Ten Thousand Buddhas Monastery in Hong Kong
Note: Any attractions, businesses, tours, shows, events, and other information listed in this post may not be accurate due to the current Covid-19 pandemic. While I love to travel and going to live events I strongly urge you to stay home right now. If you must travel be safe by wearing a face mask, washing your hands and using hand sanitizer, keeping a distance of 2m/6ft from others, and following any other local/provincial/state/federal health guidelines.
This post may contain affiliate links. If you make a purchase through an affiliate link you’re helping to support this website at no additional cost to yourself. Thanks for your support.
When I travel I like to find one place, one activity or show that I really want to check out. While there was a lot I was interested in seeing while I was in Hong Kong, my one must do was visiting the Ten Thousand Buddhas Monastery.
I should preface this by saying that this place is a little off the main tourist trail, but it’s not impossible to find. The Ten Thousand Buddhas Monastery is more of a local spot and isn’t promoted with the local tourism board, so it can be a bit tricky to find. I didn’t locate this monastery right away; to be fair I get lost pretty easily. I wandered around the Po Fook Hill Ancestral Halls for a few minutes before I realized I was in the wrong place. Eventually, I got to the Ten Thousand Buddhas Monastery, and it was well worth a visit.
The Ten Thousand Buddhas Monastery isn’t technically a monastery because there are no monks that live there. It’s maintained by staff and has been open since the 1950s. There are about 430 steps to walk to get to the temples at the top, but the walk is the best/worst (so tiring) part of the experience because of all the Buddha statues. Each golden Buddha statue is different from one another. Some Buddhas are sitting, some are standing. Some are pretty natural looking. Others are more ornate. It’s pretty cool to see. Here are some photos I took.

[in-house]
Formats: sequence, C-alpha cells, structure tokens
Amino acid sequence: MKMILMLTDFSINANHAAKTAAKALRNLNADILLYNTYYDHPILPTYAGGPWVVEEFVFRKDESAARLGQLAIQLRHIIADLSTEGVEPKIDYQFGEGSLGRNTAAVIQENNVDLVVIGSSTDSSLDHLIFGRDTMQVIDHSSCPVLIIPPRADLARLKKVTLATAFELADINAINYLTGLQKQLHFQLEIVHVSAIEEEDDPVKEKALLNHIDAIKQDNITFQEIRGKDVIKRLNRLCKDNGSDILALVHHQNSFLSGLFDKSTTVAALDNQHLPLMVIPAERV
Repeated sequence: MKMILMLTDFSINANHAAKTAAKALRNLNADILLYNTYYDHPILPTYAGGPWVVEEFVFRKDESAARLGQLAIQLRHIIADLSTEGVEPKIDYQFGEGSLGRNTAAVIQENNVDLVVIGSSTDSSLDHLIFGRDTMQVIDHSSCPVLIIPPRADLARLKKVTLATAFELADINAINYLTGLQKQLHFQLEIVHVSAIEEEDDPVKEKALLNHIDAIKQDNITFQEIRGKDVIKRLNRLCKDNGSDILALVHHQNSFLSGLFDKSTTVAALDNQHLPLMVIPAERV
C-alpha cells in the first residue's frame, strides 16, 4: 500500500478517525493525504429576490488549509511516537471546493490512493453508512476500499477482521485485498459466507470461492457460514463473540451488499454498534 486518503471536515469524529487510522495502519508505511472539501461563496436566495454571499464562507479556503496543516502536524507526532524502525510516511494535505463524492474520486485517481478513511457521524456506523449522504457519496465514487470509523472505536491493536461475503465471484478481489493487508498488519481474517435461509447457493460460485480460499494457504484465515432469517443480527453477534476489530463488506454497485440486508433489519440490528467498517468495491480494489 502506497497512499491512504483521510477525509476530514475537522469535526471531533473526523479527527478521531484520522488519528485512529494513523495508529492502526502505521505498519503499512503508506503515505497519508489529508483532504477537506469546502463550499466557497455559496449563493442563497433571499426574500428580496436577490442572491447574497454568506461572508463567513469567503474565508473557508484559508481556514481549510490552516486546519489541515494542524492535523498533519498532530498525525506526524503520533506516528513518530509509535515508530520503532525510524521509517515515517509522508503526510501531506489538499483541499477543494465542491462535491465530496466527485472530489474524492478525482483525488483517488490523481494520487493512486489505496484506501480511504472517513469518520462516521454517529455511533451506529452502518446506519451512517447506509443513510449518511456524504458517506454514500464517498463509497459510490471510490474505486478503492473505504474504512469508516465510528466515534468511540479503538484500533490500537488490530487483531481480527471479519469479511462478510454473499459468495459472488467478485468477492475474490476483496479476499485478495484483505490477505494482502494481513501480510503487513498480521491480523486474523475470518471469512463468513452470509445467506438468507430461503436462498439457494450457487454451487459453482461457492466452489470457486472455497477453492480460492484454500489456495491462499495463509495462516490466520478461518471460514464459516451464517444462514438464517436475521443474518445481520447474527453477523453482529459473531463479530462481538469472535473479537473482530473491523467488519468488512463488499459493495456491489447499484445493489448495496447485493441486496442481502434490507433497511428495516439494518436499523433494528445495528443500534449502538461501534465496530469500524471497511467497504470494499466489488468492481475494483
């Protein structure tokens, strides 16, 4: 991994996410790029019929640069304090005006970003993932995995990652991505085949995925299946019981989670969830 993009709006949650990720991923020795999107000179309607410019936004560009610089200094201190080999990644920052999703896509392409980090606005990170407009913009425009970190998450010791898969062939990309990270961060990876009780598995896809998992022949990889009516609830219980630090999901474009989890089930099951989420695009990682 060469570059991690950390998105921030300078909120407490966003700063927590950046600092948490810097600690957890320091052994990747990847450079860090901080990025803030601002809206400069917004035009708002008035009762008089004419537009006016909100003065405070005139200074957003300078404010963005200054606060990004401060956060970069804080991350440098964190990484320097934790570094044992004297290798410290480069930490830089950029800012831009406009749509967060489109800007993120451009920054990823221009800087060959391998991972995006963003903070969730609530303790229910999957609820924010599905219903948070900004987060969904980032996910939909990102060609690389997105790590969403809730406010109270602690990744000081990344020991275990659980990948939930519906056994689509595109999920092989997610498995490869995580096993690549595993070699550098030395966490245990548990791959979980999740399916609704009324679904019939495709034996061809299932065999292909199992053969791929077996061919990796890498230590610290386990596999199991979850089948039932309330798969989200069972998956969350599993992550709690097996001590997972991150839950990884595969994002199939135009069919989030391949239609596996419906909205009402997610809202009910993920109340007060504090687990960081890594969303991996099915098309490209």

When you get to the top, you see the temples with even more Buddhas. There are some larger statues and smaller ones, both outside and inside the temples. Unfortunately, as I came to find out during my time in Hong Kong (and later in Tokyo), you’re often not allowed to take photos inside the temples. It’s too bad because the temples were quite beautiful and ornate inside, but I understand this is a sacred space. No matter what you believe, it’s important to be respectful of other people’s beliefs and traditions. Good travel manners and all, so that’s why there are only a few photos here.
Things To Know
The Ten Thousand Buddhas Monastery (the website is only available in Chinese) is located on Tai Pai Road in Sha Tin, Hong Kong. The closest MTR station to the monastery is the Sha Tin station, take Exit B, and then it’s about a 10-minute walk. There’s a step by step video on YouTube showing how to get to the monastery from Sha Tin station (if you don’t want to get lost like me). The Ten Thousand Buddhas Monastery is open from 9 am to 5 pm. Admission is free.
While in Hong Kong I stayed at the Pearl Premium Guesthouse. This is a great option for budget travellers to Hong Kong, and is only a two-minute walk from Kowloon Park and the MTR (subway). If you can stretch your budget, there are plenty of moderate and high-end luxury hotels in Hong Kong you can book here.
Would you visit the Ten Thousand Buddhas Monastery?